(thetidenews)- - Nigeria ranks amongst the world’s top ten countries with the largest number of underweight children with an estimated six million under-five who are underweight if the new statistics released by the United Nations Children Fund (UNICEF) is anything to go by.
To combat malnutrition, the federal government has adopted seven new strategies. The National Planning Commission through the National Committee on Food and Nutrition (NCFN) in collaboration with UNICEF has identified improving food security through programmes and projects in both agricultural and non-agricultural sectors to increase household income, especially in the poorer cadre of the population.
NCFN, the main basis for the co-ordination and harmonisation of all food and nutrition related policies and programme in the country is to foster care-givers capacity base by promoting optimal infant feeding practices and reducing the herculean task on women to create more time for childcare, through the development of labour saving technologies. The committee aims to improve health services to provide essential maternal and child health care.
Other strategies in this wise are: micronutrient deficiency and anemia via a strategy including vitamin and mineral supplementation, food fortification and dietary diversification; combating iodine deficiency disorder through salt iodisation programme; plus institutionalising general consumer protection measures to ensure that food quality and consumer health are adequately safeguarded, as contained in the UNICEF Nigeria latest information sheet on nutrition made available to the media by the communication officer, Christine Jaulmes.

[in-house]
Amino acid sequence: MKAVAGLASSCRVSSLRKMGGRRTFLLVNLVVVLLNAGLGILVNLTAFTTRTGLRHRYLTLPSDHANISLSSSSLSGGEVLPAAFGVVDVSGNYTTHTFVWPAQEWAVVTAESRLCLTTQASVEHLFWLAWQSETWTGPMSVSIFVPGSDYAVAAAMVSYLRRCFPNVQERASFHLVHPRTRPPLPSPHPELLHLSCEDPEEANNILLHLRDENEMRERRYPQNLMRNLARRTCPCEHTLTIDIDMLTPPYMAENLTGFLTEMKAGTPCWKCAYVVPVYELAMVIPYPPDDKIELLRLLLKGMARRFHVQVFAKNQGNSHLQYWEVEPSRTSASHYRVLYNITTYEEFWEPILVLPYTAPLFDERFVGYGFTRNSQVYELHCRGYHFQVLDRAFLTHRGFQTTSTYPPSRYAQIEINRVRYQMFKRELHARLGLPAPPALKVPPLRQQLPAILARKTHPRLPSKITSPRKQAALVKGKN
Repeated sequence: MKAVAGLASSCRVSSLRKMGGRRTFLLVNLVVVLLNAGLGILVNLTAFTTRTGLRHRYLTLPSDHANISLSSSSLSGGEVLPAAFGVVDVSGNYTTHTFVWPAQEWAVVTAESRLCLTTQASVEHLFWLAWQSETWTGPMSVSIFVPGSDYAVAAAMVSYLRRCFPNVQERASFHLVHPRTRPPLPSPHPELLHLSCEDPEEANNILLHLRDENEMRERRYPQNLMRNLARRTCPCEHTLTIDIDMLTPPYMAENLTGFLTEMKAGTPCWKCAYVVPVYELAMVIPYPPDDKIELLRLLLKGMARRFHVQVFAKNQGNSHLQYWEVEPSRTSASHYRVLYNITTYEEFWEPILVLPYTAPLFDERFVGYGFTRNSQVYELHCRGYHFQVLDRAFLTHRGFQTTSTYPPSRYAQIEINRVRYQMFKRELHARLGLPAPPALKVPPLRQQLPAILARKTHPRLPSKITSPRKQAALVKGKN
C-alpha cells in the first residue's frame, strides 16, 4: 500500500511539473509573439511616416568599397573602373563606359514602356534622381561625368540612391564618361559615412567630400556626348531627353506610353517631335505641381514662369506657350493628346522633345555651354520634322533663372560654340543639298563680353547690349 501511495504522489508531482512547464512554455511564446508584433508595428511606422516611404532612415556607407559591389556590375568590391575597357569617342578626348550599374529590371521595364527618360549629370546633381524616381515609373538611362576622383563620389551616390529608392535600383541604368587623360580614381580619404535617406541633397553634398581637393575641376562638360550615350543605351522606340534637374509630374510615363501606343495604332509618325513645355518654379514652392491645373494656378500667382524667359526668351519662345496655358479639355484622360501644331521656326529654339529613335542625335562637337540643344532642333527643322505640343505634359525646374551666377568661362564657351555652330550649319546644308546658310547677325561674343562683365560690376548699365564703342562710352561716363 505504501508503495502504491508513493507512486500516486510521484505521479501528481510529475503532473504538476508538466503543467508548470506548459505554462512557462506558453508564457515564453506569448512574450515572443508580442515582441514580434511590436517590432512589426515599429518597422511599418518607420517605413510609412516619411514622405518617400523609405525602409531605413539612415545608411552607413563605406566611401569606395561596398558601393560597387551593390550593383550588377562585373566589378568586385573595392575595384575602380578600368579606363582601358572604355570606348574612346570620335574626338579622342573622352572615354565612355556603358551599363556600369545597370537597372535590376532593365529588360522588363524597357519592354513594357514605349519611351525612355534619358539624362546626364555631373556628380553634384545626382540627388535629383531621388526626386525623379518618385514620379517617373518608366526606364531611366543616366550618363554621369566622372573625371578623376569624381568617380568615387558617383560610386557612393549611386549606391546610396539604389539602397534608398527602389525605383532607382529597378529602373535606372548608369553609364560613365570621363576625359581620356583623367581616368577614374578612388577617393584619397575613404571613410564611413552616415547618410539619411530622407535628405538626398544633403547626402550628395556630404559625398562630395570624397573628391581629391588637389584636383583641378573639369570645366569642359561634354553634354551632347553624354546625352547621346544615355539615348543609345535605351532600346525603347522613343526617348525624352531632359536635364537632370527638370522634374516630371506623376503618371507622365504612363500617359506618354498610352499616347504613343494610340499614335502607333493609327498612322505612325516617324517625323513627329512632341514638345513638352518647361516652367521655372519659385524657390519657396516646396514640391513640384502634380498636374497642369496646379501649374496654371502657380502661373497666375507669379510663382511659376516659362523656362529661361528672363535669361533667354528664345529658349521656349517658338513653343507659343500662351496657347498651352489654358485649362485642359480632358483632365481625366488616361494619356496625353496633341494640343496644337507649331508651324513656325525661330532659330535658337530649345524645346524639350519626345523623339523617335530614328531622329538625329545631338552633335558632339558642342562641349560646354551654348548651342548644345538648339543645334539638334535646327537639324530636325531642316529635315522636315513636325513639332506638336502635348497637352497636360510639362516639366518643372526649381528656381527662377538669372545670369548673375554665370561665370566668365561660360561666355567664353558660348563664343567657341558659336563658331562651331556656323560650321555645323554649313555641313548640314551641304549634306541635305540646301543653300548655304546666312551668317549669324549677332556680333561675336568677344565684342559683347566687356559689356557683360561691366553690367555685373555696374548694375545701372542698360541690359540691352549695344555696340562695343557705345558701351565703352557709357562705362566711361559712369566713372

UNICEF representative in Nigeria, Mr Ayalew Abai, at a recent workshop, said this of Nigeria: Happily several African countries are on track to achieve the Millennium Development Goals (MDGs) target for underweight – Benin, Congo, Cote d’Ivoire, the Gambia and Mauritania. Nigeria is not in this group yet and this has important implications for the sub-region. Nigeria is by far the most populous country in the region and its proportion of underweight children dominates the regional statistics.
The UNICEF representative in Nigeria, urges the federal government to inject the same effort she has inserted in achieving and sustaining universal salt iodation in other nutrition interventions, notably, exclusive breast feeding and vitamin A supplementation.
The report highlights that women who are undernourished have lower resistance to infection and are more liable to die from common childhood ailment like malaria, diarrhea diseases or respiratory infections. It is also estimated that malnutrition contributes to over 50% to mortality amid children aged five years and below.